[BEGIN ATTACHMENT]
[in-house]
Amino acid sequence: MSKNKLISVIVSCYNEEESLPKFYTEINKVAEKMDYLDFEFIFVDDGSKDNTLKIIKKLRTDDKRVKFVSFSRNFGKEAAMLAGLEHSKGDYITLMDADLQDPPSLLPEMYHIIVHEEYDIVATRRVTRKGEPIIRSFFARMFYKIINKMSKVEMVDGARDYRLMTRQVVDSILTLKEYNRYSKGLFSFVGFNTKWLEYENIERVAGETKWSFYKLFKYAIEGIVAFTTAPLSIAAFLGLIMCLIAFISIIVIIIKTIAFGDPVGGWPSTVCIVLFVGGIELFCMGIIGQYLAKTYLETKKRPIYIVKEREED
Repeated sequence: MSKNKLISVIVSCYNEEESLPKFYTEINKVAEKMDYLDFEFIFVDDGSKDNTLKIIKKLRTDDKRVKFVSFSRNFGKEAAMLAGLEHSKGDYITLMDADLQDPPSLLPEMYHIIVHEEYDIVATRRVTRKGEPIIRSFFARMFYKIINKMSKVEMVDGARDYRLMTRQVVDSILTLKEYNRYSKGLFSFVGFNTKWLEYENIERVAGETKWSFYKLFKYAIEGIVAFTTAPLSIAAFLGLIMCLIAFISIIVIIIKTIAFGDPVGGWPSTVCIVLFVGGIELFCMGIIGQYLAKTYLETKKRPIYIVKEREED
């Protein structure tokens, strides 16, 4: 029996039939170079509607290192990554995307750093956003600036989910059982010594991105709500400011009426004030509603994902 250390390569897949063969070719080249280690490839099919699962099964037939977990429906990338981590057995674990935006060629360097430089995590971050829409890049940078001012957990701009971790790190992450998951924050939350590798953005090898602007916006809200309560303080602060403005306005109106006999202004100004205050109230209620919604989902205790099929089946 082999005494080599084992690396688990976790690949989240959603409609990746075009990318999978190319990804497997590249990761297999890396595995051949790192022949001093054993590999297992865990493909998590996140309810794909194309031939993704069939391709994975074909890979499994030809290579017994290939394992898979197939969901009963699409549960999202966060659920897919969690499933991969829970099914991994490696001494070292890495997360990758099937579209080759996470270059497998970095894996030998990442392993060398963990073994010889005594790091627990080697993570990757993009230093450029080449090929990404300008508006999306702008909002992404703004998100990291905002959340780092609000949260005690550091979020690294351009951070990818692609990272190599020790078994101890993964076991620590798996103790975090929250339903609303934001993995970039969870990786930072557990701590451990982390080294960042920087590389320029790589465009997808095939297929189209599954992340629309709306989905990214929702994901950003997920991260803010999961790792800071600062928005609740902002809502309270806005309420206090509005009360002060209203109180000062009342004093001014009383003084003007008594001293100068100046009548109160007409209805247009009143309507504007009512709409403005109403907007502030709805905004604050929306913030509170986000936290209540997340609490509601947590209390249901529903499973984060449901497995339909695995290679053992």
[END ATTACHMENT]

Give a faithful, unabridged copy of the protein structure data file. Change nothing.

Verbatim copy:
[in-house]
Amino acid sequence: MSKNKLISVIVSCYNEEESLPKFYTEINKVAEKMDYLDFEFIFVDDGSKDNTLKIIKKLRTDDKRVKFVSFSRNFGKEAAMLAGLEHSKGDYITLMDADLQDPPSLLPEMYHIIVHEEYDIVATRRVTRKGEPIIRSFFARMFYKIINKMSKVEMVDGARDYRLMTRQVVDSILTLKEYNRYSKGLFSFVGFNTKWLEYENIERVAGETKWSFYKLFKYAIEGIVAFTTAPLSIAAFLGLIMCLIAFISIIVIIIKTIAFGDPVGGWPSTVCIVLFVGGIELFCMGIIGQYLAKTYLETKKRPIYIVKEREED
Repeated sequence: MSKNKLISVIVSCYNEEESLPKFYTEINKVAEKMDYLDFEFIFVDDGSKDNTLKIIKKLRTDDKRVKFVSFSRNFGKEAAMLAGLEHSKGDYITLMDADLQDPPSLLPEMYHIIVHEEYDIVATRRVTRKGEPIIRSFFARMFYKIINKMSKVEMVDGARDYRLMTRQVVDSILTLKEYNRYSKGLFSFVGFNTKWLEYENIERVAGETKWSFYKLFKYAIEGIVAFTTAPLSIAAFLGLIMCLIAFISIIVIIIKTIAFGDPVGGWPSTVCIVLFVGGIELFCMGIIGQYLAKTYLETKKRPIYIVKEREED
């Protein structure tokens, strides 16, 4: 029996039939170079509607290192990554995307750093956003600036989910059982010594991105709500400011009426004030509603994902 250390390569897949063969070719080249280690490839099919699962099964037939977990429906990338981590057995674990935006060629360097430089995590971050829409890049940078001012957990701009971790790190992450998951924050939350590798953005090898602007916006809200309560303080602060403005306005109106006999202004100004205050109230209620919604989902205790099929089946 082999005494080599084992690396688990976790690949989240959603409609990746075009990318999978190319990804497997590249990761297999890396595995051949790192022949001093054993590999297992865990493909998590996140309810794909194309031939993704069939391709994975074909890979499994030809290579017994290939394992898979197939969901009963699409549960999202966060659920897919969690499933991969829970099914991994490696001494070292890495997360990758099937579209080759996470270059497998970095894996030998990442392993060398963990073994010889005594790091627990080697993570990757993009230093450029080449090929990404300008508006999306702008909002992404703004998100990291905002959340780092609000949260005690550091979020690294351009951070990818692609990272190599020790078994101890993964076991620590798996103790975090929250339903609303934001993995970039969870990786930072557990701590451990982390080294960042920087590389320029790589465009997808095939297929189209599954992340629309709306989905990214929702994901950003997920991260803010999961790792800071600062928005609740902002809502309270806005309420206090509005009360002060209203109180000062009342004093001014009383003084003007008594001293100068100046009548109160007409209805247009009143309507504007009512709409403005109403907007502030709805905004604050929306913030509170986000936290209540997340609490509601947590209390249901529903499973984060449901497995339909695995290679053992």